Sunday, December 18, 2005
The Indiana Court of Appeals held that in making an initial child support calculation in cases in which a parent is incarcerated, the court should impute income to the parent consistent with the earning before the criminal activity resulting in their incarceration. The issue was one of first impression in the state and the court surveyed opinions of other jurisdictions on the matter, but ultimately arrived at its ruling on public policy considerations. A dissent viewed the majority's approach as "additional punishment."
Lambert v. Lambert, 2005 Ind. App. LEXIS 2336 (December 15, 2005)
Opinion on the web at http://www.in.gov/judiciary/opinions/pdf/12150501mgr.pdf (last visited December 17, 2005 bgf)
The majority opinion reasons that "Unemployment by incarceration does not fall squarely into our standard child support rubric. Although it is not an act undertaken for the purpose of avoiding child support, it is clearly not an act undertaken for a legitimate purpose. We are guided, as in all child custody, support, and visitation matters, by the best interests of the child.... When a parent has voluntarily taken a reduction in income for a legitimate purpose, such as being closer to his or her children or caring for his or her aging and ill parents, we are weighing one positive public policy -- adequate support for children -- against another positive public policy -- quality of life for all family members. When a parent has no such legitimate reason for the reduction in income, we are weighing the positive public policy of support for children against the negative public policy of "rewarding" bad behavior. We find no reason to treat an incarcerated parent any differently than a non-custodial parent who has a higher income imputed because of a voluntary decision causing an unnecessary decline in income. Not only is incarceration a foreseeable result of voluntary criminal conduct, but conviction of a crime necessarily imputes some fault to the perpetrator, fault for which he should not be rewarded with a lower child support obligation than he would have otherwise."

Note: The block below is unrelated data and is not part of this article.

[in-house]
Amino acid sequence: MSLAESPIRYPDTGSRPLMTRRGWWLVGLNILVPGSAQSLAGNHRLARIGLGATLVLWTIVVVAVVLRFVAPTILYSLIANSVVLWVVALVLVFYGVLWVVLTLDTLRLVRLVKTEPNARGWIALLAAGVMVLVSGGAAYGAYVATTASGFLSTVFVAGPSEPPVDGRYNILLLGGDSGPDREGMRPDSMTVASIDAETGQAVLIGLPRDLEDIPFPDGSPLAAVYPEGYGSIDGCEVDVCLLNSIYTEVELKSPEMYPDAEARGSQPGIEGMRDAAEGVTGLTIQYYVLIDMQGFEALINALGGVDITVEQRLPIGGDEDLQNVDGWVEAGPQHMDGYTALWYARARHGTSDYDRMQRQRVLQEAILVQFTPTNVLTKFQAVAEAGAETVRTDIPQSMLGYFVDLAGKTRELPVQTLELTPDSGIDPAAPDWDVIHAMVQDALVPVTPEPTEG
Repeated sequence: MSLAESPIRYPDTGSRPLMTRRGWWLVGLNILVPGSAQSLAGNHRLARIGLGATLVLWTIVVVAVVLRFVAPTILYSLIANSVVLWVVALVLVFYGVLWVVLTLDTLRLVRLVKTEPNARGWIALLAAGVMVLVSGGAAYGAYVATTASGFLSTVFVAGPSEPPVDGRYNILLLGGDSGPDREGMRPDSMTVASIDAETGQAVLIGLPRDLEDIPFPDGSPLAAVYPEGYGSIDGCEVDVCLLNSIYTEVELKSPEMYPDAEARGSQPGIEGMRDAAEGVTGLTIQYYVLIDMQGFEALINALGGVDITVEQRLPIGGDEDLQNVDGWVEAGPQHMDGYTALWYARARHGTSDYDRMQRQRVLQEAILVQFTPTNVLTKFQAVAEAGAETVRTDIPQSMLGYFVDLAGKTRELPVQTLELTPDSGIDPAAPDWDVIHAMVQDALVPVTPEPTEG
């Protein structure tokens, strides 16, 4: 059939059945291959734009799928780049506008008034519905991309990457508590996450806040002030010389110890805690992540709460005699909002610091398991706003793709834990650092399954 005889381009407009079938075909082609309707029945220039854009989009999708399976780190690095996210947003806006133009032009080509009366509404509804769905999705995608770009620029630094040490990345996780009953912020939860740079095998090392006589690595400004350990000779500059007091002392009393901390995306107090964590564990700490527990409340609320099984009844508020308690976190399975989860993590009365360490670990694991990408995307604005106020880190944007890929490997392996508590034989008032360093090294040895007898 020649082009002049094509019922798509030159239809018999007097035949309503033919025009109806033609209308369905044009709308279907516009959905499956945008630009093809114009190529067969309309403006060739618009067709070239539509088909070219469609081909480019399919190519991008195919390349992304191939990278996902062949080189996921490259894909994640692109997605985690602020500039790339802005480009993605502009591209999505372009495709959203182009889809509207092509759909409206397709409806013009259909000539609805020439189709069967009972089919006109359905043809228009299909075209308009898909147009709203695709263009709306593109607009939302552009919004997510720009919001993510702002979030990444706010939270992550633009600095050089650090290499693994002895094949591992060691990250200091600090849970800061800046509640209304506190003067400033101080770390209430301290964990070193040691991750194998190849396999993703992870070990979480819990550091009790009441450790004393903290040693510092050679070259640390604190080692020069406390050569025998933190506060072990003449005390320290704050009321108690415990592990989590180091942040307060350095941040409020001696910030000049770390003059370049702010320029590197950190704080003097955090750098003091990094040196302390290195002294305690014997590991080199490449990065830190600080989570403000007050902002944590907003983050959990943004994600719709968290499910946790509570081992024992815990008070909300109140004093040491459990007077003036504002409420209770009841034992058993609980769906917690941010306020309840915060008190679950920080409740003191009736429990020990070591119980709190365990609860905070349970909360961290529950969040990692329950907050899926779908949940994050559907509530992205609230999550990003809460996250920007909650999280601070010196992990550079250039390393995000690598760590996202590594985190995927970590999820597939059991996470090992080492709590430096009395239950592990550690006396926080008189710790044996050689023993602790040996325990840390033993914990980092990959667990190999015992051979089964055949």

The dissent's position was that the state child support guidelines "do not envision the assignment of blame when setting the support amount. Rather, it is generally a straightforward mathematical calculation utilizing a prescribed formula and plugging in the parents' respective incomes. Thus, with the limited exception of voluntary underemployment or unemployment motivated by an intention to escape paying support, the child support obligation is based upon the parents' income, and not fault. No one has suggested here that Father's crimes were committed in order to become incarcerated so that Father's child support obligation would be lessened. If such were the case, I would agree that income should be imputed. Absent that, imputing pre-incarceration income to Father is nothing more than an extra punishment. Punishment is not the point of a child support order."